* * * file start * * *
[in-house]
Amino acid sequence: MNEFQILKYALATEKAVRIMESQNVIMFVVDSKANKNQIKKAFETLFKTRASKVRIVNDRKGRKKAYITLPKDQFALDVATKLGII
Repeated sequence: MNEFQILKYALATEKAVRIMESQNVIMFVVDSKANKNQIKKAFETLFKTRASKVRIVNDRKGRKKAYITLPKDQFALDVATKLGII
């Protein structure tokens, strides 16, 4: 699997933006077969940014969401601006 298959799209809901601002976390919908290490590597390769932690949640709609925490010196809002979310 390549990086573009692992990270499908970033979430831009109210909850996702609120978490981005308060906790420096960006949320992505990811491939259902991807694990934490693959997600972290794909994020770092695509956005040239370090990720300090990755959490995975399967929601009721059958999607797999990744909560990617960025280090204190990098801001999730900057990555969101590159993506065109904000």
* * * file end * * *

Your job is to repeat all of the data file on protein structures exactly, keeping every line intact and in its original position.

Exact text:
[in-house]
Amino acid sequence: MNEFQILKYALATEKAVRIMESQNVIMFVVDSKANKNQIKKAFETLFKTRASKVRIVNDRKGRKKAYITLPKDQFALDVATKLGII
Repeated sequence: MNEFQILKYALATEKAVRIMESQNVIMFVVDSKANKNQIKKAFETLFKTRASKVRIVNDRKGRKKAYITLPKDQFALDVATKLGII
């Protein structure tokens, strides 16, 4: 699997933006077969940014969401601006 298959799209809901601002976390919908290490590597390769932690949640709609925490010196809002979310 390549990086573009692992990270499908970033979430831009109210909850996702609120978490981005308060906790420096960006949320992505990811491939259902991807694990934490693959997600972290794909994020770092695509956005040239370090990720300090990755959490995975399967929601009721059958999607797999990744909560990617960025280090204190990098801001999730900057990555969101590159993506065109904000």